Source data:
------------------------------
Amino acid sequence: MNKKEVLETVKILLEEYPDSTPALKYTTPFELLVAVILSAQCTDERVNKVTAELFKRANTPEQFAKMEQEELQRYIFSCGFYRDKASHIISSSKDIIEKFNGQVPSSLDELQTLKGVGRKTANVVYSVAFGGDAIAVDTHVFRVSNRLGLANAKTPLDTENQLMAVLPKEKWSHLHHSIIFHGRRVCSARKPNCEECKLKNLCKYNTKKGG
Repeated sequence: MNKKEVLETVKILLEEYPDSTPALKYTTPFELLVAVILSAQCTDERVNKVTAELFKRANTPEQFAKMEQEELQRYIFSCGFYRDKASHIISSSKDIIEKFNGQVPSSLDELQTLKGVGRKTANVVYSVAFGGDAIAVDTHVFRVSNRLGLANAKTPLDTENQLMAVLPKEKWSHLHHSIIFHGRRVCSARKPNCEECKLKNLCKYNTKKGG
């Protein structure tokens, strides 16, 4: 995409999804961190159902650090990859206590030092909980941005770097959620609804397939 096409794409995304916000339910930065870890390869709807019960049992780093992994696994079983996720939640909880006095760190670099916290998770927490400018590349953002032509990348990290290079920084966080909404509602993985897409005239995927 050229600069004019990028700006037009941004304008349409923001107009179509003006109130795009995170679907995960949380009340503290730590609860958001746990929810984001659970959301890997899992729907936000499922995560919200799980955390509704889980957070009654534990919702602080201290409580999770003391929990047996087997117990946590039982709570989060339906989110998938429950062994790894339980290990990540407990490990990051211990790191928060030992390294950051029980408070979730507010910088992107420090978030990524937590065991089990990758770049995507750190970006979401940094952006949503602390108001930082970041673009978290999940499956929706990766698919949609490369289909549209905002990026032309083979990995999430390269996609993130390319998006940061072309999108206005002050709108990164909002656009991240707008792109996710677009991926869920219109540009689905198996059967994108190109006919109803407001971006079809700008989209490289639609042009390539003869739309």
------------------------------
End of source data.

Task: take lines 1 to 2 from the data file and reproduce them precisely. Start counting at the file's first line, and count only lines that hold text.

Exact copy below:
Amino acid sequence: MNKKEVLETVKILLEEYPDSTPALKYTTPFELLVAVILSAQCTDERVNKVTAELFKRANTPEQFAKMEQEELQRYIFSCGFYRDKASHIISSSKDIIEKFNGQVPSSLDELQTLKGVGRKTANVVYSVAFGGDAIAVDTHVFRVSNRLGLANAKTPLDTENQLMAVLPKEKWSHLHHSIIFHGRRVCSARKPNCEECKLKNLCKYNTKKGG
Repeated sequence: MNKKEVLETVKILLEEYPDSTPALKYTTPFELLVAVILSAQCTDERVNKVTAELFKRANTPEQFAKMEQEELQRYIFSCGFYRDKASHIISSSKDIIEKFNGQVPSSLDELQTLKGVGRKTANVVYSVAFGGDAIAVDTHVFRVSNRLGLANAKTPLDTENQLMAVLPKEKWSHLHHSIIFHGRRVCSARKPNCEECKLKNLCKYNTKKGG